There is a 50 percent chance Israel will attack Iran by next July. Or that is what Jeffrey Goldberg thinks.
Appearing at the Newman Center for the Performing Arts Tuesday night, Goldberg, a national correspondent for the Atlantic Monthly, discussed his article "Point of No Return," which appeared in the September issue of The Atlantic
"This is a very serious and challenging subject," Goldberg said. "It's one of the foremost foreign policy issues we're facing and no one is talking about it. We're no paying attention. We are going to be terribly surprise if we are not paying attention."
Presented by the Institute for the Study of Israel in the Middle East (ISIME) and the Josef Korbel School, Goldberg first argued the reasons Israel should bomb Iran. He said Israel has survived thus far in part because it has maintained a nuclear monopoly in the Middle East. Goldberg added that a nuclear Iran would also make its proxies Hezbollah and Hamas more powerful and has the potential to destroy any moderate forces within the Palestinian community.
"You can pretty much kiss the Middle East peace process goodbye if Iran went nuclear," he said.
Goldberg also explained that a nuclear Iran would keep bright minds from moving to Israel. He said the Zionist dream has always been about bringing the best of the Jewish people to Israel to create a vibrant, culturally advanced state.
"But if Israel is under a perpetual Iranian nuclear cloud than these people will say it's safer for us to go to California," Goldberg said.
In addition, if Iran goes nuclear, then several other countries in the Middle East, including Egypt, Saudi Arabia and Turkey, will most likely also try to obtain nuclear power. A nuclear Iran is also bad for the United States, Goldberg continued.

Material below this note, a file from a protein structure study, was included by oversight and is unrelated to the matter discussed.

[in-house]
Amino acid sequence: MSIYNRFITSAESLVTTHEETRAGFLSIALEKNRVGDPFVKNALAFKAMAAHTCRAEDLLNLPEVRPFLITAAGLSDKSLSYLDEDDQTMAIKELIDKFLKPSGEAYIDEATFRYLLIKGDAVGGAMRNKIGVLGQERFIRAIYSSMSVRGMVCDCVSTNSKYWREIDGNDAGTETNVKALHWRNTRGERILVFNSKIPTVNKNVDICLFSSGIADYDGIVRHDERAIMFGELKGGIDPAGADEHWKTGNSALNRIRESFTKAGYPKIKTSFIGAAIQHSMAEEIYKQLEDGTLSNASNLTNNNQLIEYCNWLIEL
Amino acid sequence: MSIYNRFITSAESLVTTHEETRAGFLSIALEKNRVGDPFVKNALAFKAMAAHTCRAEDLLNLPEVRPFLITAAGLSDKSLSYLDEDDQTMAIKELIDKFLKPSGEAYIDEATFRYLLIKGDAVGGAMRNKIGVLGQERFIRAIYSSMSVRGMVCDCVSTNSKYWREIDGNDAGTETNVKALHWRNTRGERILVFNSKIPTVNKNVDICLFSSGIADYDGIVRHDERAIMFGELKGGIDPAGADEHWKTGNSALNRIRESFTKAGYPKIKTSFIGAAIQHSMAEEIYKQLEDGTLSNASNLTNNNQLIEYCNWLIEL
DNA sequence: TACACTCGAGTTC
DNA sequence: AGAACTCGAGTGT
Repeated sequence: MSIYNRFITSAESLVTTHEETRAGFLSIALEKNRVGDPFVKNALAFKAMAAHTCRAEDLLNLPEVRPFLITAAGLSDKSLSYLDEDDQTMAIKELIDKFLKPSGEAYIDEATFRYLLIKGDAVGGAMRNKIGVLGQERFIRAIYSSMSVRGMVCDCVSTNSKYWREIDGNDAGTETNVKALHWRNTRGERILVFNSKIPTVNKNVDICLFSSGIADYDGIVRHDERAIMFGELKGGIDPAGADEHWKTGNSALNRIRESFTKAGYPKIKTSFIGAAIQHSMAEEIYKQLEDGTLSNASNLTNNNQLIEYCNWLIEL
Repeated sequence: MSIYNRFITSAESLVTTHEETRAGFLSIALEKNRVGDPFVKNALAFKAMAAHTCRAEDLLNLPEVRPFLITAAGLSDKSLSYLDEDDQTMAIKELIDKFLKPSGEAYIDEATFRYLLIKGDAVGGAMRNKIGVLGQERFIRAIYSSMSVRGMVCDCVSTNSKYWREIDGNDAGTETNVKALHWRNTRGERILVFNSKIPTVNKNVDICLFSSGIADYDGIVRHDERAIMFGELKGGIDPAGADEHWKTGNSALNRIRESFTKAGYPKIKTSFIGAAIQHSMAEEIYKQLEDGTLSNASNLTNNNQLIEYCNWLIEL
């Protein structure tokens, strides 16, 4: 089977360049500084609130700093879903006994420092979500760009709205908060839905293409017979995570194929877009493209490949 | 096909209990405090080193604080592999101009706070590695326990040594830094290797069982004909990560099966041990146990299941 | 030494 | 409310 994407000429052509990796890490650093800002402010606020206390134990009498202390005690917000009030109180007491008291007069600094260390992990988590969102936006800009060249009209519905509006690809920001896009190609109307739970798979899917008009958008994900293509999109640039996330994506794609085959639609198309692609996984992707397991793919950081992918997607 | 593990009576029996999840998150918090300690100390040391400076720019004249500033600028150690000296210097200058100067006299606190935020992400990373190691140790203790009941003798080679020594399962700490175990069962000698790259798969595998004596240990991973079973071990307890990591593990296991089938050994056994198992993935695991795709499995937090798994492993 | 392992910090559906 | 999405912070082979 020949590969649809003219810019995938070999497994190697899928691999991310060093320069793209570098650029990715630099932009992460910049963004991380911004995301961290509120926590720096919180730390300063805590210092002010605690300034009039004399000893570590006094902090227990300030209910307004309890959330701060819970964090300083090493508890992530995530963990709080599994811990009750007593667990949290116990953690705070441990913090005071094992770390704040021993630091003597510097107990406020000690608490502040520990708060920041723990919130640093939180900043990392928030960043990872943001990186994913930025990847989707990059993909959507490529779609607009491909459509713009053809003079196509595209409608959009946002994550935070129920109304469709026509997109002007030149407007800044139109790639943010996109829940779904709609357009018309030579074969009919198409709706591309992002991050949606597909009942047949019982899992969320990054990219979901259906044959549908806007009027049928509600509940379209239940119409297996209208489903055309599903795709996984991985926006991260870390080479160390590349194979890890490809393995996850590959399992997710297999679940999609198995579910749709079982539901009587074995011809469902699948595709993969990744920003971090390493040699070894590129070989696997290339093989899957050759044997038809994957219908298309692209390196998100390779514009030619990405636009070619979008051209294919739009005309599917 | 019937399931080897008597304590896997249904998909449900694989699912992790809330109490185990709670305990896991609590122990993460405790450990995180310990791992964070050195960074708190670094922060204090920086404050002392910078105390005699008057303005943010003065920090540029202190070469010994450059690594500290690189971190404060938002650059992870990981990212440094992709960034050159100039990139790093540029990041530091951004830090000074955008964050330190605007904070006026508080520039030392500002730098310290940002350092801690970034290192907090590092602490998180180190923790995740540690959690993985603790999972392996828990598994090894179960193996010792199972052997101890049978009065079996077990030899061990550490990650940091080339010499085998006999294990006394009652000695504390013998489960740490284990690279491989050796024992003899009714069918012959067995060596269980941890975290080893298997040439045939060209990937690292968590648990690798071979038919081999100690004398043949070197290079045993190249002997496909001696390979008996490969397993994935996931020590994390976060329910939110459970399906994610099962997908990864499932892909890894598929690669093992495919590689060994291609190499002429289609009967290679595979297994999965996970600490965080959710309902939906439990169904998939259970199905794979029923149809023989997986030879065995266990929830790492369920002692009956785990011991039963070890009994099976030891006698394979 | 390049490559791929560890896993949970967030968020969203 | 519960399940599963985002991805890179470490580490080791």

"If Iran can prove it can outwit, outlast and win against America then the Arab countries will say 'America is not as powerful as it once was so we have to make a separate peace with the Iranians,'" he said. "But the last thing Barack Obama was elected to do was have a war with another Muslim country."
Despite this, Goldberg said if all other methods are exhausted, he would not be surprised if Obama attacked Iran's nuclear facilities within two years.
"He's proven himself not to be a pacifist," Goldberg said. "Drone strikes are higher than they ever were in the Bush administration. Obama is completely seized by the specter of a nuclear arms race in the Middle East."
Goldberg next addressed why Israel should not attack Iran. First, he said, it might not work.
"Just because you want to achieve a military end in the Middle East does not mean you're going to achieve it-even if you try hard," he said. "The assumption is that it can be done. Well, that's a big assumption."
Second, bombing Iran does not end its nuclear program- it only delays it. Iran would then gain international sympathy. More importantly, Goldberg explained that attacking Iran will delay the movement from within Iran calling for a regime change because the attack would give Iran an excuse to declare total martial law.
Goldberg added that Hezbollah now has 40,000 rockets and the assumption is that those rockets will be fired on Israel as soon as Iran is attacked. As Israel's air force would be flying back from Iran, the country would be defenseless.
In light of all this, what does one do? Goldberg said that is still unclear.
"This moment is entirely pregnant with fear and there are no answers yet," he said. "I don't see how this doesn't become a crisis in the next two years. We are at peril not talking about these issues today."
-M. Schwinn, MA candidate, International Security
Josef Korbel School of International Studies